Local loggers store the logging configuration locally, for example through a parameter that is the
Pros of the local loggers:
- synchronisation is not an issue because the logger object itself holds the state
- trivial to implement things that have a different log-level per request
- very easy to implement some extra state that gets always logged (such as a request ID)
EDIT Thanks to feedback of @neallester I want to add that testing the logging system using local loggers is very straightforward, even with multiple tests run in parallel.
Cons of the local loggers:
- some very invasive mechanism to pass the actual logger is needed. Some well-known mechanisms are for example 1) passing the logger as an explicit function parameter to any function that wants to log or calls a function that wants to log 2) putting the logger in a 'context' and passing the context around explicitly 3) storing the logger in thread-locals. In Swift I can personally only see (1) and (2) really working (happy to expand on why) which means handing either the logger or some form of context which contains the logger through to every single place that wants to log
Ideally, we'd want logging to be completely free at runtime if there are no log messages issued. Short of having a constant logging configuration (ie. can't be changed at run time) completely free is pretty much impossible. Apple's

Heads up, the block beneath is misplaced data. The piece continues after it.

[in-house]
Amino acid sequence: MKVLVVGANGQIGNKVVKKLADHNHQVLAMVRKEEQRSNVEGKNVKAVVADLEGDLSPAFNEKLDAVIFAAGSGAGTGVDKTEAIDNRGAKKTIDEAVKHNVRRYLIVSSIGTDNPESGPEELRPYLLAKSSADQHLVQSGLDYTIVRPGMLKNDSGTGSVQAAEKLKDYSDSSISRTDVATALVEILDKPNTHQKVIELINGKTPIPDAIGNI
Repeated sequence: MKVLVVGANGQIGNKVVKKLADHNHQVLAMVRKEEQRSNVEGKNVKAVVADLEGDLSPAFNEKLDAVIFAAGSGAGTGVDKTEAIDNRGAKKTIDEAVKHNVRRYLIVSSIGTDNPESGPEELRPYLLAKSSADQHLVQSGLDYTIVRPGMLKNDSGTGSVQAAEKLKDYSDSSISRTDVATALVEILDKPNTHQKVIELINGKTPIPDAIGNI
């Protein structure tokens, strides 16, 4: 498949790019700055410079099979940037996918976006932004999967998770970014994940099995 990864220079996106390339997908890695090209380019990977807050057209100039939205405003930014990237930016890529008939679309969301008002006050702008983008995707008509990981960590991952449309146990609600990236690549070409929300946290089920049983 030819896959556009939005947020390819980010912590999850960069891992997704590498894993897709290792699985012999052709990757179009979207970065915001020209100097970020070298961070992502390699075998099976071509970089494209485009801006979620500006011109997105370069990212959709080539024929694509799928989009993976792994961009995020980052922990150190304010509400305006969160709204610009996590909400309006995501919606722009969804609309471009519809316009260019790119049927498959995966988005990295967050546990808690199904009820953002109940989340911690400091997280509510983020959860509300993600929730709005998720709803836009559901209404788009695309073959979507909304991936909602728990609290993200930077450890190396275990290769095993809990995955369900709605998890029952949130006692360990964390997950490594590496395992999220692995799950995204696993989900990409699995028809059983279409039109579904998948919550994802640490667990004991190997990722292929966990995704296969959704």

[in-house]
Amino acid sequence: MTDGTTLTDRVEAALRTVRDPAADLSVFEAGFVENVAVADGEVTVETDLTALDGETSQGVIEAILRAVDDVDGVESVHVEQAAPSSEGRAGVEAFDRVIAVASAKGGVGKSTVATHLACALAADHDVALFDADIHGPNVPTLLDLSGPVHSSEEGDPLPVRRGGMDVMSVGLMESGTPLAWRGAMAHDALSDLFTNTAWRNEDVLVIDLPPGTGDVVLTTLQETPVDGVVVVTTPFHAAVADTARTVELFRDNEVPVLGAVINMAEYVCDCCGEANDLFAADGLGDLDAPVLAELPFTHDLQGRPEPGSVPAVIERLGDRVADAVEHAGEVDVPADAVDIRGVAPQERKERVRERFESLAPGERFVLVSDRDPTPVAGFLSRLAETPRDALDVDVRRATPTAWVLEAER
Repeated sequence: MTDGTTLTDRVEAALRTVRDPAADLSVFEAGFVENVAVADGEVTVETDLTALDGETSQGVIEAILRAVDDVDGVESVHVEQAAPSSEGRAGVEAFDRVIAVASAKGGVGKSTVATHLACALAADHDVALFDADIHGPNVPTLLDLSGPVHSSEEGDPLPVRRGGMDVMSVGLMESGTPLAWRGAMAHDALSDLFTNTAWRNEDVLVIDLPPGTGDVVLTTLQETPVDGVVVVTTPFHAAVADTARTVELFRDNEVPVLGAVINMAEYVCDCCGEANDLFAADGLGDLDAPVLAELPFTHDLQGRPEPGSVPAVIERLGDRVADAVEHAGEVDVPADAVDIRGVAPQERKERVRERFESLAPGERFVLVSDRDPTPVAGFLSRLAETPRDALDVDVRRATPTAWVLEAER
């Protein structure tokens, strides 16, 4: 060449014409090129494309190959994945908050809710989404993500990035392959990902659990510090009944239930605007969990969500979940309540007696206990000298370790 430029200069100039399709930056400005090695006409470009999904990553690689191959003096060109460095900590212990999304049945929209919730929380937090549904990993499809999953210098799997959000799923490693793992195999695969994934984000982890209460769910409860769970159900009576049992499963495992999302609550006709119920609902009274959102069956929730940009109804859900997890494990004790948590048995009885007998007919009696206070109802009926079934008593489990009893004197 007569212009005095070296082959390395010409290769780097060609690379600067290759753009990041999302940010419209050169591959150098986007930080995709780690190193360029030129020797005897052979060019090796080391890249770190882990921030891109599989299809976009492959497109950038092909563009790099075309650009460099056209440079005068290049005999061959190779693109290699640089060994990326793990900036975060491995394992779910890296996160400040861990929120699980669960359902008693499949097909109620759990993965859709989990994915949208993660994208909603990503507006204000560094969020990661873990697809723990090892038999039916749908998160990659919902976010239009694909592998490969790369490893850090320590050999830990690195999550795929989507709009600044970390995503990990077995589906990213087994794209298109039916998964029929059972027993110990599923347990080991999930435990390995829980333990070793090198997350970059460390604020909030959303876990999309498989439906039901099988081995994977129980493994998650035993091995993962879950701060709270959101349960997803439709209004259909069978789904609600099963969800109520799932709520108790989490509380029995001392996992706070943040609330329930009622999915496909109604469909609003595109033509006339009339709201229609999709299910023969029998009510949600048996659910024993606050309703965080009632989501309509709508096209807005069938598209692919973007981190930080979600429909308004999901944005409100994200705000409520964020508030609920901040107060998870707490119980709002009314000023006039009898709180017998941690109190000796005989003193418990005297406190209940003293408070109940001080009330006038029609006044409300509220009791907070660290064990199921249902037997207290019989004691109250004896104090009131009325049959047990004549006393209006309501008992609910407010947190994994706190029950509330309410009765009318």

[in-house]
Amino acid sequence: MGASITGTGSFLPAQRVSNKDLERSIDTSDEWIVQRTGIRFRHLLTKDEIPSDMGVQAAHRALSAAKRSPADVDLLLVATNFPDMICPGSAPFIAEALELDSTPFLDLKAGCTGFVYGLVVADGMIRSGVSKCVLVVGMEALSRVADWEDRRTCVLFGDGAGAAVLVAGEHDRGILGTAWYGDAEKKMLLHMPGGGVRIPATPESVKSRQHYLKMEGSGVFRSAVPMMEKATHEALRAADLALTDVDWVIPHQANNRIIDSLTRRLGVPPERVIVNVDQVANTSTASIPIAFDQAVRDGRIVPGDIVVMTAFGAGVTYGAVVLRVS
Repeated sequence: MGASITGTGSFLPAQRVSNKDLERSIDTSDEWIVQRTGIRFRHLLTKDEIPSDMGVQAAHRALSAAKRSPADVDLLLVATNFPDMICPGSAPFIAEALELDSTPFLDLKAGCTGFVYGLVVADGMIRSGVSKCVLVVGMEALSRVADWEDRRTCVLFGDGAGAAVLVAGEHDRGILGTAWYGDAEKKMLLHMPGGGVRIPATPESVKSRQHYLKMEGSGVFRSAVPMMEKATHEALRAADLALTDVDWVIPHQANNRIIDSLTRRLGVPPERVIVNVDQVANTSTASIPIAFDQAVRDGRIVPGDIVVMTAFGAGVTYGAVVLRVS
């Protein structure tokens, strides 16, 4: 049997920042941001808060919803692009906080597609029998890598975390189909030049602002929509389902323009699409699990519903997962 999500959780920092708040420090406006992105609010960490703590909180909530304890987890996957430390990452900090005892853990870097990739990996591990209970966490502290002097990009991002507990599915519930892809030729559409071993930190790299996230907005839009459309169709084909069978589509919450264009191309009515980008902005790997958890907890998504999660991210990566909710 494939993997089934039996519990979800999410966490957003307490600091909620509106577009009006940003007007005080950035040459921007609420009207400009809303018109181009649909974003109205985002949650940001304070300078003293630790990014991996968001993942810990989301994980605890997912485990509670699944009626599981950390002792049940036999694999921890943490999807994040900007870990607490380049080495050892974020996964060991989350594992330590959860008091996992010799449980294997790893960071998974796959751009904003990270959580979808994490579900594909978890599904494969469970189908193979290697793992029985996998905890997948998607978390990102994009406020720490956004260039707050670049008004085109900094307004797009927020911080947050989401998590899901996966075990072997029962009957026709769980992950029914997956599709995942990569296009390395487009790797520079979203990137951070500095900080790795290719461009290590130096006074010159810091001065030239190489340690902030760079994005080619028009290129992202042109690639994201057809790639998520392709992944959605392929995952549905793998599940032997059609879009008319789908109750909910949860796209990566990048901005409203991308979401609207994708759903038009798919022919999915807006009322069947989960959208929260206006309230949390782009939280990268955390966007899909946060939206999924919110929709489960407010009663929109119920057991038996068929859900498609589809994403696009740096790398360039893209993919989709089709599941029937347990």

os_log has pretty static configuration and uses pretty amazing tricks to reduce the overhead to pretty much zero. But it seems that for the server-world we need to be more dynamic and need to offer more features so we just won't get run time free I believe.
So if not free, we need to figure out how much overhead is fine? A long time ago I asked on
swift-dev what people think about 'Zero-cost "Service Provider Interface"/Signature Packages' which is sort of relevant here. Today I think maybe some overhead is okay and I wanted to list out what overhead logging solutions that I have seen in Swift do occur at runtime so we can decide what's acceptable:
- synchronisation overhead (usually for global loggers only)
- reference counting overhead
- protocol existential dispatch overhead (through virtual calls)
And I think people usually want to degrees of freedom at runtime:
a) changing the logging mechanism (file, stdout/err, database)
b) changing the logging level at runtime
My personal opinion (today) is that probably incurring reference counting (2) and existential dispatch (3) overhead is fine but synchronisation (1) probably is not. The benefit is that we'll get full freedom at runtime.
Please let me know if I misread some of the code. This was quite literally a 10 min analysis of the four loggers that @IanPartridge mentioned and I thought I should write down my initial thoughts. Also I obviously haven't touched on the API itself, like how many log levels, naming etc. And I also realise that there's a lot of stuff in my post that might not be clear enough. Please ask if anything's unclear I'm very happy to expand on anything.